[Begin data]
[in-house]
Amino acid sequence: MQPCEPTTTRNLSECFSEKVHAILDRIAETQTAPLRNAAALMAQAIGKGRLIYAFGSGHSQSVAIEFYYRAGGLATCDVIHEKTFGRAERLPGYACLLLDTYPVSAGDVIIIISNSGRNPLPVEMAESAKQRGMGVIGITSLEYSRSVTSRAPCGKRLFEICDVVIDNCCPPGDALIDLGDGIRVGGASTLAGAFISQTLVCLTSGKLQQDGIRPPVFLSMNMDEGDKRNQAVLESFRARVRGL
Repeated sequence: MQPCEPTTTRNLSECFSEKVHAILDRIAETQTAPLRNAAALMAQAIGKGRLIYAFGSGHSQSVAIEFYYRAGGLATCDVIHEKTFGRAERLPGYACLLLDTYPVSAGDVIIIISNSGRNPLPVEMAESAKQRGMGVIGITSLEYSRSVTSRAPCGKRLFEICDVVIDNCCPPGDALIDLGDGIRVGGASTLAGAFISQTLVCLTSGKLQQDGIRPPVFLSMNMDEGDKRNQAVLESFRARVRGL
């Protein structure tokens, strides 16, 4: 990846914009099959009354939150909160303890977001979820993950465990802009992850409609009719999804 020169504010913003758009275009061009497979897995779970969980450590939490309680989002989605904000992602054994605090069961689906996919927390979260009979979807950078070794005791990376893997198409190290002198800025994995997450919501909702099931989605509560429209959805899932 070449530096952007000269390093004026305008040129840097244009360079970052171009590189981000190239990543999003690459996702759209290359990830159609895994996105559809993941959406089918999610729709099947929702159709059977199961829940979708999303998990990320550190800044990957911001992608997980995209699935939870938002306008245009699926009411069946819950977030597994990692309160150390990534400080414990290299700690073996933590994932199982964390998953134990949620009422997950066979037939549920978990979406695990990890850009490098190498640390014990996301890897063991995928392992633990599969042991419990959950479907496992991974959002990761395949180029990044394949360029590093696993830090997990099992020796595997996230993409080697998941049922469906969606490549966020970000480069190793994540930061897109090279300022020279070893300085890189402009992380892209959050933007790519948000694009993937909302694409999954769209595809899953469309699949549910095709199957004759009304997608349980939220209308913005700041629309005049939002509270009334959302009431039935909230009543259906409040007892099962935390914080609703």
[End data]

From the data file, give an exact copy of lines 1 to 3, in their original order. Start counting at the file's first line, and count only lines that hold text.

[in-house]
Amino acid sequence: MQPCEPTTTRNLSECFSEKVHAILDRIAETQTAPLRNAAALMAQAIGKGRLIYAFGSGHSQSVAIEFYYRAGGLATCDVIHEKTFGRAERLPGYACLLLDTYPVSAGDVIIIISNSGRNPLPVEMAESAKQRGMGVIGITSLEYSRSVTSRAPCGKRLFEICDVVIDNCCPPGDALIDLGDGIRVGGASTLAGAFISQTLVCLTSGKLQQDGIRPPVFLSMNMDEGDKRNQAVLESFRARVRGL
Repeated sequence: MQPCEPTTTRNLSECFSEKVHAILDRIAETQTAPLRNAAALMAQAIGKGRLIYAFGSGHSQSVAIEFYYRAGGLATCDVIHEKTFGRAERLPGYACLLLDTYPVSAGDVIIIISNSGRNPLPVEMAESAKQRGMGVIGITSLEYSRSVTSRAPCGKRLFEICDVVIDNCCPPGDALIDLGDGIRVGGASTLAGAFISQTLVCLTSGKLQQDGIRPPVFLSMNMDEGDKRNQAVLESFRARVRGL